Liveden New Beald is an unfinished Elizabethan summer house located in the parish of Aldwinkle in North Northamptonshire, England. The National Trust, which currently owns the building, calls it a ‘building of exceptional interest’ because of the religious symbolism in its architecture.
Lyveden New Bield was built by Sir Thomas Tresham, a devout Catholic, which made him a threat to the Protestant faith of Queen Elizabeth I. Tresham was often imprisoned for his beliefs and forced to pay heavy fines, which the aristocratic former aspirant paid for maintaining his Catholic beliefs and practices. Tresham celebrated his beliefs architecturally. his most famous stupidity is triangular lodge Near Rushton which is full of religious symbolism. Tresham’s second home is his second unfinished Liveden New Bild on the estate of Liveden Manor House, also known as Liveden Old Bild.
As in Tresham’s Rushton Triangular Lodge, the New Beld has a religious design full of symbolism. Designed on a plan reminiscent of a Greek cross, its façade has a strict symmetry. The building consists of two floors above a raised basement, with mullion and transomed windows. Each floor has three rooms with stairs in the south projection of the cross. The bay windows each have five sides, the number five being a common symbol for Jesus and Mary. The exterior of the building is decorated with friezes of a religious nature.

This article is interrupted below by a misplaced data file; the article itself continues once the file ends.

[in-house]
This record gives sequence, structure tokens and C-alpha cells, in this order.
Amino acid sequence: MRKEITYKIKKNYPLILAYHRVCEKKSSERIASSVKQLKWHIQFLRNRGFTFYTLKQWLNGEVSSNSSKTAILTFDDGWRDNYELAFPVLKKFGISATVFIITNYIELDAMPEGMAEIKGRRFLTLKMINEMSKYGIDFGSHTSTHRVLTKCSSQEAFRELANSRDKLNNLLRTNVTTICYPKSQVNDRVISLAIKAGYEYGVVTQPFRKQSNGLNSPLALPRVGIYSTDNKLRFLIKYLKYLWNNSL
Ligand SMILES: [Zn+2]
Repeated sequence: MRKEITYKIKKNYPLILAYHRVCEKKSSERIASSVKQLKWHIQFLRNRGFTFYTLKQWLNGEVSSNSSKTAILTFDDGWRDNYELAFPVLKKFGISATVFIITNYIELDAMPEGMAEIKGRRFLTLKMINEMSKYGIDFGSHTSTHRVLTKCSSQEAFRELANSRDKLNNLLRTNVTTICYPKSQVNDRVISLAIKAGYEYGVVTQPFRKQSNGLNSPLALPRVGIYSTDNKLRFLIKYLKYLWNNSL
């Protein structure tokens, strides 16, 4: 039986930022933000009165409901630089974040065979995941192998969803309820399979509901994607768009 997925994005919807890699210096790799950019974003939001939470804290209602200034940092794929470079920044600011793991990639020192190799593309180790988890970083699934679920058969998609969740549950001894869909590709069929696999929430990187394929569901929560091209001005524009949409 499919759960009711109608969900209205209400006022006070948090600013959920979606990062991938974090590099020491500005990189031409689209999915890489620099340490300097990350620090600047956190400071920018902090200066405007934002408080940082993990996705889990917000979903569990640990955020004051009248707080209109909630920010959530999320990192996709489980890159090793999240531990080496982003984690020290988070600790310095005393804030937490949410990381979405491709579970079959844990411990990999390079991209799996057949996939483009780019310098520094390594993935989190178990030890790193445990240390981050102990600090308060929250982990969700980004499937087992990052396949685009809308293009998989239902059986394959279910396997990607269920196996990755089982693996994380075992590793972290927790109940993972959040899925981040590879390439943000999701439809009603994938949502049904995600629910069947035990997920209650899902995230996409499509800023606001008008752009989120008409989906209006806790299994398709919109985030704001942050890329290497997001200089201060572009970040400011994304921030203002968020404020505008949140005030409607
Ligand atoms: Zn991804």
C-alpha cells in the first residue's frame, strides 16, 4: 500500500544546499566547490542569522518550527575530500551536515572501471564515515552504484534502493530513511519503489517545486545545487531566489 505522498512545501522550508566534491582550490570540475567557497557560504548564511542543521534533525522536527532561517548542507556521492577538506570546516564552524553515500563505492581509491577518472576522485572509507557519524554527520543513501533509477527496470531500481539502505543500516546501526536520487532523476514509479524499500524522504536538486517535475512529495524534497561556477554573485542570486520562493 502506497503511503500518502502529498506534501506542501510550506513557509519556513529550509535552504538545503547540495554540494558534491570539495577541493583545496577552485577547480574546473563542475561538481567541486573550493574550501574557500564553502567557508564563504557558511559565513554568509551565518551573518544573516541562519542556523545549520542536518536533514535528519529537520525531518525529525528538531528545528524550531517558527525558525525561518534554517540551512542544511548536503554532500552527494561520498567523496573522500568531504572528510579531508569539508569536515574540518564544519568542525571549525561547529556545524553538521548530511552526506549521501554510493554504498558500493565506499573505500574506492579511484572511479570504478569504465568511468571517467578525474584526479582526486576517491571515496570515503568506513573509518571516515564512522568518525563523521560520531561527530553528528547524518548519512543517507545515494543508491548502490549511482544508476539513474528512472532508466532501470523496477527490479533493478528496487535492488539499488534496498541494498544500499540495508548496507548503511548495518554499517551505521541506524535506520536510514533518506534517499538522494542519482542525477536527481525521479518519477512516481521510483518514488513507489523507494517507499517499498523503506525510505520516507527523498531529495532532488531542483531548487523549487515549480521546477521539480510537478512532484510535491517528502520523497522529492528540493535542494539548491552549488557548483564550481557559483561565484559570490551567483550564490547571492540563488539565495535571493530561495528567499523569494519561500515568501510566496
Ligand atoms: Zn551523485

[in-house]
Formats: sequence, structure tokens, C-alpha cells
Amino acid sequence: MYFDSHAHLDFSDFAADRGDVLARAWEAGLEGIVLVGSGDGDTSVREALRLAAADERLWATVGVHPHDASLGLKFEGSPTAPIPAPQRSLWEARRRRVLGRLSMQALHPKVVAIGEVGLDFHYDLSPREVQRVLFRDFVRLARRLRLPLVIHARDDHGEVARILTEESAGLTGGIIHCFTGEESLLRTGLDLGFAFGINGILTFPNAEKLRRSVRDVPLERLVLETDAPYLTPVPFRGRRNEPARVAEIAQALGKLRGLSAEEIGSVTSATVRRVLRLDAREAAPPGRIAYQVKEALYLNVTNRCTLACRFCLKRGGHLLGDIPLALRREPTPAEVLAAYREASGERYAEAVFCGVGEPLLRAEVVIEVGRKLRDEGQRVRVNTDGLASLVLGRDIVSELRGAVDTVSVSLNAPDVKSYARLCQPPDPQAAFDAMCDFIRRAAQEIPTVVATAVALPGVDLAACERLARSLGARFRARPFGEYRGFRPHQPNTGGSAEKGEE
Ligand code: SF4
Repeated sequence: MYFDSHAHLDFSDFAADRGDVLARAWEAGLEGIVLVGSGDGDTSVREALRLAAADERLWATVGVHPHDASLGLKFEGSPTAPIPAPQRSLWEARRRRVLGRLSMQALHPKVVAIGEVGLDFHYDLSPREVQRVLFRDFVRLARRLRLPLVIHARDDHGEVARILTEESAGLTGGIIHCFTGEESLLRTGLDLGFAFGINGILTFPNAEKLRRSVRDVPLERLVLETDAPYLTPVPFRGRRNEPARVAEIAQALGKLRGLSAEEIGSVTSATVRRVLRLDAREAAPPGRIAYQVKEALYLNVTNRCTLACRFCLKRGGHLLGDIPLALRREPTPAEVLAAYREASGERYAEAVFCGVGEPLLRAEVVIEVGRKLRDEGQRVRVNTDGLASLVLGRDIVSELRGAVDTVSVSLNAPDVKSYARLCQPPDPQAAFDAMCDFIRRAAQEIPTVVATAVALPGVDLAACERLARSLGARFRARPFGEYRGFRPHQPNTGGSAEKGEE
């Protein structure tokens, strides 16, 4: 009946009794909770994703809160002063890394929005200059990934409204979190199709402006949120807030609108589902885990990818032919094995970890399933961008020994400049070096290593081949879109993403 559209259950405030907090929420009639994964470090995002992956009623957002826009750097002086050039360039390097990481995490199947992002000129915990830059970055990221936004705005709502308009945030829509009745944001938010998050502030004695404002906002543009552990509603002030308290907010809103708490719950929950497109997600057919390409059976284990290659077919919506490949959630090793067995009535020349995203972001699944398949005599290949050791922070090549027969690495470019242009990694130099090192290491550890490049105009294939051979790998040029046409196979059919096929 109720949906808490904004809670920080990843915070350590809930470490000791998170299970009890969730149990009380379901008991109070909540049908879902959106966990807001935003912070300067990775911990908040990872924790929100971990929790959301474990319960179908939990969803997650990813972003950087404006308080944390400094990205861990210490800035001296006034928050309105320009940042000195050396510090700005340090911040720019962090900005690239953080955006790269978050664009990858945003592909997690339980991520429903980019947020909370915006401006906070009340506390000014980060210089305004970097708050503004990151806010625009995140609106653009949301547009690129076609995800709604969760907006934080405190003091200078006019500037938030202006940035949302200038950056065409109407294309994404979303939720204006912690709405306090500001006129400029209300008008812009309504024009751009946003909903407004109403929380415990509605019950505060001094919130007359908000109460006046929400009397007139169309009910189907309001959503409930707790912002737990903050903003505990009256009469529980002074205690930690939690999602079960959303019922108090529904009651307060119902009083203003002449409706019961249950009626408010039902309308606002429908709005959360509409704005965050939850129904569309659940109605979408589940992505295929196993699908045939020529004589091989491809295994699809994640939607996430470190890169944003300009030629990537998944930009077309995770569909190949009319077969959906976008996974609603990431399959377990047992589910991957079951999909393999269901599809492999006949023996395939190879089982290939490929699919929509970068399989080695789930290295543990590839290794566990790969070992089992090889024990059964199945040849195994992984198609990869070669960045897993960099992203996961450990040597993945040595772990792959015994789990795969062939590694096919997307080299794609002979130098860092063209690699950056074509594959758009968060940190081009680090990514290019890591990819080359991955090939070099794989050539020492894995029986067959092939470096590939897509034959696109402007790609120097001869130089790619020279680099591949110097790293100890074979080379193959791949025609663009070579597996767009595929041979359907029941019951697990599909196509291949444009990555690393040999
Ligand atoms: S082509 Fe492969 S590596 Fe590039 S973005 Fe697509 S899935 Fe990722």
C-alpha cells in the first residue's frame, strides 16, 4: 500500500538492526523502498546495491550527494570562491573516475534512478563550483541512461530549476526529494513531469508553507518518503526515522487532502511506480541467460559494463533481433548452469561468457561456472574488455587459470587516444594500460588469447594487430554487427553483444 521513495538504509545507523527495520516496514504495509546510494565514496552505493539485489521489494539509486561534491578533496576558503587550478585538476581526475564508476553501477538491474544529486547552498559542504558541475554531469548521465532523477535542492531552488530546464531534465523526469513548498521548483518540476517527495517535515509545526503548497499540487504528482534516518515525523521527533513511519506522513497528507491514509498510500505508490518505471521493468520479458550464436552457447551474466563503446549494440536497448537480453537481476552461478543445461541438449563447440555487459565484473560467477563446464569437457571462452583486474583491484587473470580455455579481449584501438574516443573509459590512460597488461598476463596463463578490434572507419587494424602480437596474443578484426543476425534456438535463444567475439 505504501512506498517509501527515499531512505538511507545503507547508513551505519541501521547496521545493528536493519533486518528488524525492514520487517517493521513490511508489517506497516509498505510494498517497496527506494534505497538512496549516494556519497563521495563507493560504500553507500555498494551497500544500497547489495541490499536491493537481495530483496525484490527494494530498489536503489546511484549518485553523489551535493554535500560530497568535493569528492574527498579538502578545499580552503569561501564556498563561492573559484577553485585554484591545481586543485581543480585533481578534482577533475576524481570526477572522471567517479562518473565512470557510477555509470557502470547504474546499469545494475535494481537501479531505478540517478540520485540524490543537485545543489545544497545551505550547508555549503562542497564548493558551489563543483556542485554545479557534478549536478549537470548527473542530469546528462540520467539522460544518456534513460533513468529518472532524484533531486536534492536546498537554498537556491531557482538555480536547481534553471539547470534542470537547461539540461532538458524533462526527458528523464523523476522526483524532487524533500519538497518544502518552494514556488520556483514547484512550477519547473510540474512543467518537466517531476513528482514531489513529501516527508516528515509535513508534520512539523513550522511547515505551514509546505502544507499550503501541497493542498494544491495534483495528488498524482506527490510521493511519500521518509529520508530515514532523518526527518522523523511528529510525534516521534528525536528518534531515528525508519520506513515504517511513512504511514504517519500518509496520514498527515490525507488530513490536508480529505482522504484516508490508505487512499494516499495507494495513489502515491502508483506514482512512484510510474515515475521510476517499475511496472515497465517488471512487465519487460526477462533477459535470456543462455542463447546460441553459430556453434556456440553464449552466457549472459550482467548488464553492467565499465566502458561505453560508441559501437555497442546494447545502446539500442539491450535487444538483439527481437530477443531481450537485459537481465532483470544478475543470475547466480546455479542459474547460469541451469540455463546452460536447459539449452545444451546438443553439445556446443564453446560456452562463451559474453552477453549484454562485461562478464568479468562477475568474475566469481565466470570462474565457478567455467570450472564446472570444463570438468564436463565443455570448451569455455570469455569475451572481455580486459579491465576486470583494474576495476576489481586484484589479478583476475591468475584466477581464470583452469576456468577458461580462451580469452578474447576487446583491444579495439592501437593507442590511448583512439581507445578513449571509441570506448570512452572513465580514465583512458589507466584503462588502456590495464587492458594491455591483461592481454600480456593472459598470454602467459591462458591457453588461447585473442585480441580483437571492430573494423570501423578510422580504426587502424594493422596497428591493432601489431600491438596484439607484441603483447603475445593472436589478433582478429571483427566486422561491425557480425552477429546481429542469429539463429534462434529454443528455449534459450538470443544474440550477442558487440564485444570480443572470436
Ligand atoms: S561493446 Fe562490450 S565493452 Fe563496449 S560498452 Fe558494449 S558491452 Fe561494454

The New Beld was never intended to be Tresham’s main house, but rather an escape, where Tresham could retreat with some servants while his main house was being cleaned. It has a large hall and parlor on the first floor, kitchen and buttery in the basement and a bedroom on the upper floor.
Liveden New Beld was never completed. Sir Thomas Tresham died in 1605 after decades of religious persecution that severely depleted his estate. His son Francis Tresham inherited the property, but that same year, along with his cousins Catesby and Wintour, he became involved in the Gunpowder Plot. Francis’ mother managed the estate until his death in 1615. Subsequently, Francis’ son Louis Tresham ransacked the remaining family property. The estate was eventually sold after the death of his son in 1643.
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